Regular drug use actually causes the brain to produce, absorb, or transmit less dopamine, resulting in a chemical imbalance in the brain. When the drugs are not active in the brain, dopamine levels can drop, causing uncomfortable withdrawal symptoms and powerful cravings. Drug dependence sets in, and individuals may feel compelled to keep taking drugs to avoid these negative emotional and physical withdrawal symptoms.

Addiction can then occur quickly, leading to a loss of control over the frequency and amount of drugs taken. The brain will no longer function normally without the drugs, and this imbalance can take time to heal. Much of the damage caused by drug abuse can be reversed with prolonged abstinence; however, some of the side effects may not heal entirely. Behavioral therapies, medications, ongoing support, and other measures that are part of a comprehensive addiction treatment program can help the brain to heal.

Stimulant drugs like cocaine, amphetamines, and methamphetamine stimulate an overproduction of neurotransmitters and may also prevent them from being reabsorbed normally, causing a large amount of these chemical messengers to be present in the brain at once. Drugs like ecstasy (3,4-methalynedioxymethamphetamine) interfere with the regular transmission method of neurotransmitters like serotonin and the way they are transported along natural pathways in the brain, ScienceDaily warns. Other drugs, such as heroin, prescription opioids, and marijuana, actually mimic natural brain chemicals and bind to receptors sites themselves, activating the neurons in their own way and thus disrupting the natural transmission and production of neurotransmitters and brain chemicals. With repeated drug abuse, the brain can actually be rewired as it struggles to keep chemically balanced.

When addiction is present, dopamine, serotonin, and other neurotransmitters affected by drug abuse may no longer be produced, transmitted, and absorbed the way they were before introduction of the drugs. Neurons may be damaged, and the regular functioning of these chemical messengers is impeded. It may then be difficult to feel pleasure from normal and everyday activities. Depression, anxiety, insomnia, irritability, restlessness, trouble with memory and cognitive functions, difficulties regulating moods, and issues controlling cravings may arise without the interaction of drugs.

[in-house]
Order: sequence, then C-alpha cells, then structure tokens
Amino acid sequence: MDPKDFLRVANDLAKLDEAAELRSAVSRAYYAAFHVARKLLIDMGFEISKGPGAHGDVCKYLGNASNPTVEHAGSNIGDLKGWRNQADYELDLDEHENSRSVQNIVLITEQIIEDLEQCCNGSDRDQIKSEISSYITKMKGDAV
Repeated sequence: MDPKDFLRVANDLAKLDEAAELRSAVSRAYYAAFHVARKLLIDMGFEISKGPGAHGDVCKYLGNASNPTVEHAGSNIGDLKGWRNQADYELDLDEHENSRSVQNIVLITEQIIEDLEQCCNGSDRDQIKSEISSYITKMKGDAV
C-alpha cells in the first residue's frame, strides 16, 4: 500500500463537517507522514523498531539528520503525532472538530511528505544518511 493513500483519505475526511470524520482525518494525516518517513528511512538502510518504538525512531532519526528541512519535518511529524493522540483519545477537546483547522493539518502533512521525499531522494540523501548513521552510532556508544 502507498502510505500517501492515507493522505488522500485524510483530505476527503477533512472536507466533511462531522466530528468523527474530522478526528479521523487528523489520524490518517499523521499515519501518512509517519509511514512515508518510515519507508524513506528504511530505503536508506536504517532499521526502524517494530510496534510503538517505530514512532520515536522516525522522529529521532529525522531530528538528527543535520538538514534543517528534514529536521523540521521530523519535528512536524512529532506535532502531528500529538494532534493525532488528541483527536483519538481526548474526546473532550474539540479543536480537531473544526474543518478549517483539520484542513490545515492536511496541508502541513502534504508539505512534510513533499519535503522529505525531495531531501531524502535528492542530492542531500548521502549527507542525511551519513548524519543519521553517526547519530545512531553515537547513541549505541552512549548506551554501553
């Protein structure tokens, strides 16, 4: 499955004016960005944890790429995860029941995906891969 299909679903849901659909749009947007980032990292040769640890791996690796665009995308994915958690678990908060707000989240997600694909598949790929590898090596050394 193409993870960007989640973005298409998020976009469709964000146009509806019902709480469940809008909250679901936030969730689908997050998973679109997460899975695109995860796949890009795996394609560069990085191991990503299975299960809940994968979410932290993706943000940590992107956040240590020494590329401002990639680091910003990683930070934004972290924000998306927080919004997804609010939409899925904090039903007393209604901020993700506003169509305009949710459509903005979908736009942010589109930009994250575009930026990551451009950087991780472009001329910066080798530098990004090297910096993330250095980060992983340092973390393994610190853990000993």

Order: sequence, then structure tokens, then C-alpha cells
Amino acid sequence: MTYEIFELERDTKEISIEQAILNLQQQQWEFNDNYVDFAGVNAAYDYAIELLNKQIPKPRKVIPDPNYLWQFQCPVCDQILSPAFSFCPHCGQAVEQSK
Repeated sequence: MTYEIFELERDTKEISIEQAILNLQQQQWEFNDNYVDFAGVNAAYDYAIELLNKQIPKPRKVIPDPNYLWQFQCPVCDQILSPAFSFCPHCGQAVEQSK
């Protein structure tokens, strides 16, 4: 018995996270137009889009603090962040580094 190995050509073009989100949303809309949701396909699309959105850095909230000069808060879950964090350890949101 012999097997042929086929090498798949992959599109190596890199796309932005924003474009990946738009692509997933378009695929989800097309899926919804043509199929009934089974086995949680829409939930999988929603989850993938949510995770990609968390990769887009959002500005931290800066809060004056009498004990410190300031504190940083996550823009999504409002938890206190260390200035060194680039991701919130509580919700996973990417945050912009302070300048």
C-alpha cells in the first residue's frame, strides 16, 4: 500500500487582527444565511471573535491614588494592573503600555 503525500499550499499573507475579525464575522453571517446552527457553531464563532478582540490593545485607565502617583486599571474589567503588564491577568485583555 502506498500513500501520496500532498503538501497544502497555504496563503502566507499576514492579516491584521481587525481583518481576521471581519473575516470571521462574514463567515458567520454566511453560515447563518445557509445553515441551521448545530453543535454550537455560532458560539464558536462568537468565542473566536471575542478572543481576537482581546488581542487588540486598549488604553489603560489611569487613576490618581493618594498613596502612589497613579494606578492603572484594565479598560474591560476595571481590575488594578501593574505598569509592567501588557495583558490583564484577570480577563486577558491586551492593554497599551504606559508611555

Once the brain has become imbalanced due to drug abuse and dependence, it can take some time and effort to restore things. Cravings and emotional and physical withdrawal symptoms can be significant; with some drugs, they may be dangerous or even life-threatening. The safest method to restore a chemical balance to the brain is through medical detox.

The belief that chemical balances cause of depression is still widely held by the general public. This indicates a need to communicate the more current understanding that depression is a heterogeneous condition that may have many underlying causes.

Depression is a multi-faceted condition. While researchers do not fully understand what causes it, having an awareness of brain chemistry can be useful for medical and mental health professionals, researchers, and many people with depression.

It is important to remember that we do not fully understand how imbalances in these chemicals affect mental health conditions such as depression. While research indicates that serotonin levels may not cause depression, other neurotransmitters and interactions may play a part.

It is often assumed that the effects of antidepressants demonstrate that depression must be at least partially caused by a brain-based chemical abnormality, and that the apparent efficacy of SSRIs shows that serotonin is implicated. Other explanations for the effects of antidepressants have been put forward, however, including the idea that they work via an amplified placebo effect or through their ability to restrict or blunt emotions in general [19, 20].

The chemical imbalance theory of depression is still put forward by professionals [17], and the serotonin theory, in particular, has formed the basis of a considerable research effort over the last few decades [14]. The general public widely believes that depression has been convincingly demonstrated to be the result of serotonin or other chemical abnormalities [15, 16], and this belief shapes how people understand their moods, leading to a pessimistic outlook on the outcome of depression and negative expectancies about the possibility of self-regulation of mood [64,65,66]. The idea that depression is the result of a chemical imbalance also influences decisions about whether to take or continue antidepressant medication and may discourage people from discontinuing treatment, potentially leading to lifelong dependence on these drugs [67, 68].